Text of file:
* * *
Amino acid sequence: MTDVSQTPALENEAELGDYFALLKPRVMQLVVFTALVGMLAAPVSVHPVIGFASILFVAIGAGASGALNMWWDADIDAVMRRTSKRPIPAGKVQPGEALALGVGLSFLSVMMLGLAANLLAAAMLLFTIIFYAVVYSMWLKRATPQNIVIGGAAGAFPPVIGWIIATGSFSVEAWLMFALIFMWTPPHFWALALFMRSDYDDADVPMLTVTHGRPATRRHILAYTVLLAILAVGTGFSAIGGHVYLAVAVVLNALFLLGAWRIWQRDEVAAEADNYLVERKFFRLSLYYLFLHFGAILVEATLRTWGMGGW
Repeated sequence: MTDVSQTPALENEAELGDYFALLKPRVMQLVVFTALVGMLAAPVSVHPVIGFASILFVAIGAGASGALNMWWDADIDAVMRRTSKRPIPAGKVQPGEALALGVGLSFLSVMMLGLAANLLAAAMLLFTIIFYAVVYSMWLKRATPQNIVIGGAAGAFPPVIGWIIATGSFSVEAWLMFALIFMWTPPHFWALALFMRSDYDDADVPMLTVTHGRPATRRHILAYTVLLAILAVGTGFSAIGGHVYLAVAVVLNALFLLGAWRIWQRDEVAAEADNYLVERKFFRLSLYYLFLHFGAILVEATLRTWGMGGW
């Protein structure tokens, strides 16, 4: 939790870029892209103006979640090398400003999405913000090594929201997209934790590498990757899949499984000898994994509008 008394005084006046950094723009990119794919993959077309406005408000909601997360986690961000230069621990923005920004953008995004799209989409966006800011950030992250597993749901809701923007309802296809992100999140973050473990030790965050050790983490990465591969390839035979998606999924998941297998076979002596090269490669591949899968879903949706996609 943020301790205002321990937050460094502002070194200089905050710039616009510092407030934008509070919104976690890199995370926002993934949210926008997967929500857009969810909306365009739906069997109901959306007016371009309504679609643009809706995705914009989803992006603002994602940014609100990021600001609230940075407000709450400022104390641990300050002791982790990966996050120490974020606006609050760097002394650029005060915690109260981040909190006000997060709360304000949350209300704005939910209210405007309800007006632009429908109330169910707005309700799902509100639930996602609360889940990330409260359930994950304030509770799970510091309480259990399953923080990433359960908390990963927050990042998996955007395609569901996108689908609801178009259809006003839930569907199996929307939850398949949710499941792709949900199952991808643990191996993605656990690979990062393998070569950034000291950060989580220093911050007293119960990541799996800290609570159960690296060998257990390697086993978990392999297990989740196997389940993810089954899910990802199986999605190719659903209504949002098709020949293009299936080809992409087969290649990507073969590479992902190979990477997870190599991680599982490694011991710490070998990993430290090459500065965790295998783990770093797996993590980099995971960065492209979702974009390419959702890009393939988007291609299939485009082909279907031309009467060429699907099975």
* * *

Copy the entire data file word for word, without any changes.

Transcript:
Amino acid sequence: MTDVSQTPALENEAELGDYFALLKPRVMQLVVFTALVGMLAAPVSVHPVIGFASILFVAIGAGASGALNMWWDADIDAVMRRTSKRPIPAGKVQPGEALALGVGLSFLSVMMLGLAANLLAAAMLLFTIIFYAVVYSMWLKRATPQNIVIGGAAGAFPPVIGWIIATGSFSVEAWLMFALIFMWTPPHFWALALFMRSDYDDADVPMLTVTHGRPATRRHILAYTVLLAILAVGTGFSAIGGHVYLAVAVVLNALFLLGAWRIWQRDEVAAEADNYLVERKFFRLSLYYLFLHFGAILVEATLRTWGMGGW
Repeated sequence: MTDVSQTPALENEAELGDYFALLKPRVMQLVVFTALVGMLAAPVSVHPVIGFASILFVAIGAGASGALNMWWDADIDAVMRRTSKRPIPAGKVQPGEALALGVGLSFLSVMMLGLAANLLAAAMLLFTIIFYAVVYSMWLKRATPQNIVIGGAAGAFPPVIGWIIATGSFSVEAWLMFALIFMWTPPHFWALALFMRSDYDDADVPMLTVTHGRPATRRHILAYTVLLAILAVGTGFSAIGGHVYLAVAVVLNALFLLGAWRIWQRDEVAAEADNYLVERKFFRLSLYYLFLHFGAILVEATLRTWGMGGW
């Protein structure tokens, strides 16, 4: 939790870029892209103006979640090398400003999405913000090594929201997209934790590498990757899949499984000898994994509008 008394005084006046950094723009990119794919993959077309406005408000909601997360986690961000230069621990923005920004953008995004799209989409966006800011950030992250597993749901809701923007309802296809992100999140973050473990030790965050050790983490990465591969390839035979998606999924998941297998076979002596090269490669591949899968879903949706996609 943020301790205002321990937050460094502002070194200089905050710039616009510092407030934008509070919104976690890199995370926002993934949210926008997967929500857009969810909306365009739906069997109901959306007016371009309504679609643009809706995705914009989803992006603002994602940014609100990021600001609230940075407000709450400022104390641990300050002791982790990966996050120490974020606006609050760097002394650029005060915690109260981040909190006000997060709360304000949350209300704005939910209210405007309800007006632009429908109330169910707005309700799902509100639930996602609360889940990330409260359930994950304030509770799970510091309480259990399953923080990433359960908390990963927050990042998996955007395609569901996108689908609801178009259809006003839930569907199996929307939850398949949710499941792709949900199952991808643990191996993605656990690979990062393998070569950034000291950060989580220093911050007293119960990541799996800290609570159960690296060998257990390697086993978990392999297990989740196997389940993810089954899910990802199986999605190719659903209504949002098709020949293009299936080809992409087969290649990507073969590479992902190979990477997870190599991680599982490694011991710490070998990993430290090459500065965790295998783990770093797996993590980099995971960065492209979702974009390419959702890009393939988007291609299939485009082909279907031309009467060429699907099975």